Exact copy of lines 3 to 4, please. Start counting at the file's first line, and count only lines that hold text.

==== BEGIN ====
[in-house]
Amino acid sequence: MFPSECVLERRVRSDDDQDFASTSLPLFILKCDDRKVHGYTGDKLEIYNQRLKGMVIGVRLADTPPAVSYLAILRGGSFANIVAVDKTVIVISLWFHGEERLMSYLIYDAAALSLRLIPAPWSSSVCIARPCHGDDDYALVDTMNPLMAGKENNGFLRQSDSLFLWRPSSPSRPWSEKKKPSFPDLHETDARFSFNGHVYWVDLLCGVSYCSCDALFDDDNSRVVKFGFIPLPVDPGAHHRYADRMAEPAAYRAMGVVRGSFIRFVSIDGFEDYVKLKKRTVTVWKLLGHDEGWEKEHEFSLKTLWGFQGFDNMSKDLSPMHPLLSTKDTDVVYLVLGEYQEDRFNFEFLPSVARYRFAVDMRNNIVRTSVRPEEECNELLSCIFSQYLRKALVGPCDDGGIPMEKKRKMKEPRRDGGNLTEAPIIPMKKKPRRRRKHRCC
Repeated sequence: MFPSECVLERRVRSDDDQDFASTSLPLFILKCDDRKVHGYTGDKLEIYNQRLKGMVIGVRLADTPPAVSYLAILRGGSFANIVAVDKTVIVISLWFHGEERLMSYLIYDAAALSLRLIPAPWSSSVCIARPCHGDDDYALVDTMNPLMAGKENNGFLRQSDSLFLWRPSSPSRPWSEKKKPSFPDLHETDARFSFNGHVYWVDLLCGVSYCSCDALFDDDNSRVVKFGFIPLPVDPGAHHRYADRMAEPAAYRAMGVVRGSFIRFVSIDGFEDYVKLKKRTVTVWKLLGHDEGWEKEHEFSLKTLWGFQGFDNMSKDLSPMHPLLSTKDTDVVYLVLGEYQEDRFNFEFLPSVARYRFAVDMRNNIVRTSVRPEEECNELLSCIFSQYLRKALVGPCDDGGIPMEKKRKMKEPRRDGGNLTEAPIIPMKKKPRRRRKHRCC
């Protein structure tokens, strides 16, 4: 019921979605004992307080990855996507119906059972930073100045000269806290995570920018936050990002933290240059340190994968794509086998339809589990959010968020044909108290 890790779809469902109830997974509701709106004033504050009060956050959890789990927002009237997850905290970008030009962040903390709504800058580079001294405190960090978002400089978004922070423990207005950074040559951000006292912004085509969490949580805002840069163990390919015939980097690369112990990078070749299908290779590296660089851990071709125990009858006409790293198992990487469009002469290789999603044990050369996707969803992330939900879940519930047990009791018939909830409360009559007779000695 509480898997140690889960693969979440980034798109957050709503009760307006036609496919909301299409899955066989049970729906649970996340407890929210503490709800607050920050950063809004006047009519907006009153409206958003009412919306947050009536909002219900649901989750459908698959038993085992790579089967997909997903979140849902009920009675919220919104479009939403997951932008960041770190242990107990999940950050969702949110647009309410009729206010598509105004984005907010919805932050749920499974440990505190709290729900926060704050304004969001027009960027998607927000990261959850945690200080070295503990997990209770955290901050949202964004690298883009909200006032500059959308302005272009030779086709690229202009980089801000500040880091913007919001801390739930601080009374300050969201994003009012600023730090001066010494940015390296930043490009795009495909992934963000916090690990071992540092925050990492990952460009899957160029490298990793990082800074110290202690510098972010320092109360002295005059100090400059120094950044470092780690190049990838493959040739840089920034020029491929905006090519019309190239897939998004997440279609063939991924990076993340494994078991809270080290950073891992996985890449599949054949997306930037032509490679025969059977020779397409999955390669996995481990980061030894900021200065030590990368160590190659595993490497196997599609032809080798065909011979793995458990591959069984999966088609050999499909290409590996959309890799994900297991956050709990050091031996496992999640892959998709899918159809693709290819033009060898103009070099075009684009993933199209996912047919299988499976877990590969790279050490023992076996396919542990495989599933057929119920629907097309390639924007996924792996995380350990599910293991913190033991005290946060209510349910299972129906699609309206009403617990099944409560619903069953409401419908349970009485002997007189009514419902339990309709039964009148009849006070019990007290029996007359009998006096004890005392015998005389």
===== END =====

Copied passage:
Repeated sequence: MFPSECVLERRVRSDDDQDFASTSLPLFILKCDDRKVHGYTGDKLEIYNQRLKGMVIGVRLADTPPAVSYLAILRGGSFANIVAVDKTVIVISLWFHGEERLMSYLIYDAAALSLRLIPAPWSSSVCIARPCHGDDDYALVDTMNPLMAGKENNGFLRQSDSLFLWRPSSPSRPWSEKKKPSFPDLHETDARFSFNGHVYWVDLLCGVSYCSCDALFDDDNSRVVKFGFIPLPVDPGAHHRYADRMAEPAAYRAMGVVRGSFIRFVSIDGFEDYVKLKKRTVTVWKLLGHDEGWEKEHEFSLKTLWGFQGFDNMSKDLSPMHPLLSTKDTDVVYLVLGEYQEDRFNFEFLPSVARYRFAVDMRNNIVRTSVRPEEECNELLSCIFSQYLRKALVGPCDDGGIPMEKKRKMKEPRRDGGNLTEAPIIPMKKKPRRRRKHRCC
């Protein structure tokens, strides 16, 4: 019921979605004992307080990855996507119906059972930073100045000269806290995570920018936050990002933290240059340190994968794509086998339809589990959010968020044909108290 890790779809469902109830997974509701709106004033504050009060956050959890789990927002009237997850905290970008030009962040903390709504800058580079001294405190960090978002400089978004922070423990207005950074040559951000006292912004085509969490949580805002840069163990390919015939980097690369112990990078070749299908290779590296660089851990071709125990009858006409790293198992990487469009002469290789999603044990050369996707969803992330939900879940519930047990009791018939909830409360009559007779000695 509480898997140690889960693969979440980034798109957050709503009760307006036609496919909301299409899955066989049970729906649970996340407890929210503490709800607050920050950063809004006047009519907006009153409206958003009412919306947050009536909002219900649901989750459908698959038993085992790579089967997909997903979140849902009920009675919220919104479009939403997951932008960041770190242990107990999940950050969702949110647009309410009729206010598509105004984005907010919805932050749920499974440990505190709290729900926060704050304004969001027009960027998607927000990261959850945690200080070295503990997990209770955290901050949202964004690298883009909200006032500059959308302005272009030779086709690229202009980089801000500040880091913007919001801390739930601080009374300050969201994003009012600023730090001066010494940015390296930043490009795009495909992934963000916090690990071992540092925050990492990952460009899957160029490298990793990082800074110290202690510098972010320092109360002295005059100090400059120094950044470092780690190049990838493959040739840089920034020029491929905006090519019309190239897939998004997440279609063939991924990076993340494994078991809270080290950073891992996985890449599949054949997306930037032509490679025969059977020779397409999955390669996995481990980061030894900021200065030590990368160590190659595993490497196997599609032809080798065909011979793995458990591959069984999966088609050999499909290409590996959309890799994900297991956050709990050091031996496992999640892959998709899918159809693709290819033009060898103009070099075009684009993933199209996912047919299988499976877990590969790279050490023992076996396919542990495989599933057929119920629907097309390639924007996924792996995380350990599910293991913190033991005290946060209510349910299972129906699609309206009403617990099944409560619903069953409401419908349970009485002997007189009514419902339990309709039964009148009849006070019990007290029996007359009998006096004890005392015998005389």